This map displays subduction zones predicted to host earthquakes with maximum magnitudes of 8.8–9.2 and more than 9.2. Circles show the locations of previous earthquakes with magnitudes greater than 8.5 in subduction zones. Red circles indicate compressive upper plate strain (UPS), and green circles indicate neutral UPS. Dotted circles indicate preinstrumental events. Credit: Muldashev and Sobolev, 2020, https://doi.org/10.1029/2020GC009145, CC BY 4.0

The modeling pointed to the angle of subduction of the oceanic plate as the most important factor—the flatter the dipping angle of the slab is, the larger the possible magnitude of the earthquake is. This is because with a shallow angle, the slab will have a longer surface within the temperature range capable of generating earthquakes, creating a wider seismogenic zone. A low level of friction in the subduction zone is also important for creating giant earthquakes, so a less rough ocean bottom or thick sediments that can smooth over a rough subducted seafloor were also critical. These characteristics allowed the rupture to travel deeper, which also increased the rupture’s width.

Although the results contradict the classical view of giant earthquakes from the 1980s, they confirm findings from recent numerical modeling efforts and statistical analyses and point to the overall size of the rupture zone as the key to producing giant earthquakes.

One limitation of the study is that because of the complexity of the models and the constraints of available computing power, the model is 2D, though the researchers extrapolated the results into 3D. “These 3D models, in my view, are still stretched 2D models that don’t really capture the 3D complexity of real subduction zones,” said Wouter Schellart, a geodynamicist at Vrije Universiteit Amsterdam. To take the next step, Schellart thinks researchers should extend the models into three dimensions, taking into account variables that might affect the estimated magnitudes, such as the curvature of the subduction zone or irregularities in the plate boundaries.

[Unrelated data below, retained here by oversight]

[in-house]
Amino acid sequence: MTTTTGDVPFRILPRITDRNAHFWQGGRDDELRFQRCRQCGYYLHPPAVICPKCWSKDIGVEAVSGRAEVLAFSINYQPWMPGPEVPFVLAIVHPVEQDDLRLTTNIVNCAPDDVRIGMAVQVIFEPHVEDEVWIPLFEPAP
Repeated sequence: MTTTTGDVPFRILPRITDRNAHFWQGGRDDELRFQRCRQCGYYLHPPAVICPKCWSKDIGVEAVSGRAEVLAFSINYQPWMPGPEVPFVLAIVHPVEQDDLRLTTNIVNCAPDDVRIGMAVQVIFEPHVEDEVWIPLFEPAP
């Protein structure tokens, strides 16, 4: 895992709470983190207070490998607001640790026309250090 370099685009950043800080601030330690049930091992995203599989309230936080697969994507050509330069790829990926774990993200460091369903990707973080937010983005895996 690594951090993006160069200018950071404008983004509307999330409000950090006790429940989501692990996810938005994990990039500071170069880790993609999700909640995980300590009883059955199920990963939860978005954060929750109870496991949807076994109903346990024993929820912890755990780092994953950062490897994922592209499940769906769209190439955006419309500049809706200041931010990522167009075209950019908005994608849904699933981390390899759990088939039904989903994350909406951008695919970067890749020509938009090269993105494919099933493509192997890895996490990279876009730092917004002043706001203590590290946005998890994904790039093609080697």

What’s the Worst That Could Happen?

Muldashev and Sobolev applied their findings to estimate potential worst-case earthquake scenarios for subduction zones worldwide and developed maps highlighting areas where giant earthquakes have the potential to occur. The areas align well with the locations of giant earthquakes from the 20th and 21st centuries and with similar maps based on statistical analyses of earthquake observations. The agreement suggests that the community may be getting a better handle on what controls the size of giant earthquakes and where they might strike. “From a scientific perspective, it is good to know that we are making progress,” said Schäfer.

Muldashev cautions, however, that we still don’t know enough to predict where future giant earthquakes will occur with any precision. “So far, with the tools and knowledge and the records that we have, we cannot make good predictions,” he said, “but this is one step forward.”

—Patricia Waldron (@PatriciaWaldron), Science Writer

Citation: Waldron, P. (2020), What controls giant subduction earthquakes?, Eos, 101, https://doi.org/10.1029/2020EO150390. Published on 15 October 2020.
Text © 2020. The authors. CC BY-NC-ND 3.0